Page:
Yoga hurts?

A science writer assembled some stories and statistics about injuries in yoga, which the editors of the New York Times published in the Times Magazine  last Sunday.  It was subsequently glossed on NBC Nightly News, and then picked up yesterday in the Globe.

Many luminaries of the yoga community responded during the week.  Below we’ve captured some highlights of what they said.

By the way, our own view is that not everything marching under the banner of “yoga” in our country today is good for you.  And despite its shortcomings, the NYT article serves us well by keeping this in view.

Ummm… could you check those numbers, please ?

Eva Norlyk Smith, the founder of points out in the Huffington Post that the injury rate for golf is 10-20 times higher than the reported injury rate for yoga. Be careful with that nine-iron, Tiger.

Baxter Bell, a respected MD and international yoga teacher, observes in Yoga Journal that while the number of yoga injuries increased as the author reported, the number of yoga practitioners also grew, but at a far greater rate.  The NYT author cited both increases but failed to make a critical inference. While the number of injuries grew, the injury rate actually dropped!

Statistics can be funny, as Bell points out.  Tut, tut, New York Times!

Just the facts, Ma’am

And Chris Beach, the President of the Iyengar National Association of the United States, reported one of the incorrect assertions in the article:

“Just one example: Broad calls Roger Cole a “reformer” who advocates reducing neck bending in Shoulder Stand by lifting the shoulders on a stack of blankets. But this teaching was devised by Mr. Iyengar – Cole is simply one of many of Mr. Iyengar’s teachers who work this way.”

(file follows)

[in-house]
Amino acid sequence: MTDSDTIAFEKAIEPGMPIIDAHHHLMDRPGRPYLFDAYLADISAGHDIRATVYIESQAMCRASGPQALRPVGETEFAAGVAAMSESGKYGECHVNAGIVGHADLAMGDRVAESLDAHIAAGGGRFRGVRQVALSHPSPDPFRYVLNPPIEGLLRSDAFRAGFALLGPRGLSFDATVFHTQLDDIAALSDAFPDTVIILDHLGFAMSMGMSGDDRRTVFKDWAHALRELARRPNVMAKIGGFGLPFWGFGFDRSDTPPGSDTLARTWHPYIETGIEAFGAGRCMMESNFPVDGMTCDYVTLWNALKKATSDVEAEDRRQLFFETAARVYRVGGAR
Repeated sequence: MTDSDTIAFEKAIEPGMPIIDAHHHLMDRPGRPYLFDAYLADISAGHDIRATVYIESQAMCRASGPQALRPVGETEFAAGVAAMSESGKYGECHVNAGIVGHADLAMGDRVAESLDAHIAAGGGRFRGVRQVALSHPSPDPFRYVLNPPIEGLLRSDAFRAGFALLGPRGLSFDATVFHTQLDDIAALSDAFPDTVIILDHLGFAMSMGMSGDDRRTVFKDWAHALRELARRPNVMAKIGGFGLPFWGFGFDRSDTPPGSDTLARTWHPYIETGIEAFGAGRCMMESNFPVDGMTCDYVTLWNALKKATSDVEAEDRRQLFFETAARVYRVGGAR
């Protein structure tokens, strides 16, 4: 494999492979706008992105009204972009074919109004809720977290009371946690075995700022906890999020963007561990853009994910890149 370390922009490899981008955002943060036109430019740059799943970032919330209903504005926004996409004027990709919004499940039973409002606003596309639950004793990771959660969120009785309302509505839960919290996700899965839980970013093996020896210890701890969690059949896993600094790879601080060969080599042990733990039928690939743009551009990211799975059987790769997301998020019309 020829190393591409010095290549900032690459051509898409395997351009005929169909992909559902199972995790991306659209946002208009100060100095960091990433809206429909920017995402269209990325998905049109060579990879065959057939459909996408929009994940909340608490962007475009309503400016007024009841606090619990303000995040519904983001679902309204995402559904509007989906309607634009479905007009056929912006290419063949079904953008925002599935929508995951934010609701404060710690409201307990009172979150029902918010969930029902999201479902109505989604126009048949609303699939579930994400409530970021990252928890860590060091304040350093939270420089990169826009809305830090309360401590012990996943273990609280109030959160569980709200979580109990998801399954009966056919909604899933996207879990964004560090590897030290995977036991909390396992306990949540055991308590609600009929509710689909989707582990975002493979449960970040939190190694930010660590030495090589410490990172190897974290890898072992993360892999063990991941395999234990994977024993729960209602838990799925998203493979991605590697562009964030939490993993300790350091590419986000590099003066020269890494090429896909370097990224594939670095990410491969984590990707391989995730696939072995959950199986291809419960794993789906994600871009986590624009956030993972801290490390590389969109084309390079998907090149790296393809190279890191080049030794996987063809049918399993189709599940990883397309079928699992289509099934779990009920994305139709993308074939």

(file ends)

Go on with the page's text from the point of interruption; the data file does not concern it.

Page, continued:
A author expressed this view:

“The biggest elisions were implied but never emphasized: the importance of good teaching and the wild divergence of practices under the umbrella of American yoga.”

We say right on to this, of course, as have our own teachers.

If you’re concerned about the safety of a pose, don’t do it!  And then talk to your teacher about your concerns, hear what they have to say, and make your own decision.  See this week’s article in our newsletter for more advice about avoiding injury in yoga.

And if you want to read more about the yoga community’s response to the article, Dancing Crow Yoga teacher Pat Donaher has a great summary in his blog.

  1. Sharon Sloman says:

    Thank you Dancing Crow! The NYT article was one-sided and did not reflect a balanced view of yoga. I discussed the article with my students and suggest all teachers do the same. If the article reflects the content of the book, don’t waste your $.

  2. Gary F (new to Dancing Crow) says:

    Great rebuttals folks. As with any form of movement expression there are right ways to do it and wrong ways. Injuries occur because we are sloppy or because we are not paying attention. Yoga has always been the most effective and gentle way of restoring the body and mind back to form. It is not a panacea. But neither is weight lifting, Zumba, Tai Chi or Pilates. Seems to me that the biggest complainers in the Globe article had the most lame excuses. They just didn’t want to do it. Fine. Take your ball and go home then. And finally… why is anyone surprised that the New York Times has reported this so poorly. Probably because over the last 25 years they have increasingly lost journalistic integrity.

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  3. Laura Anderson says:

    Here here! I couldn’t agree more, they warped the facts to make one of the best revolutions this country has ever seen into an inaccurately malignant movement. tsp tsp., for some of the best reporting in the country they really did NOT do our people justice.

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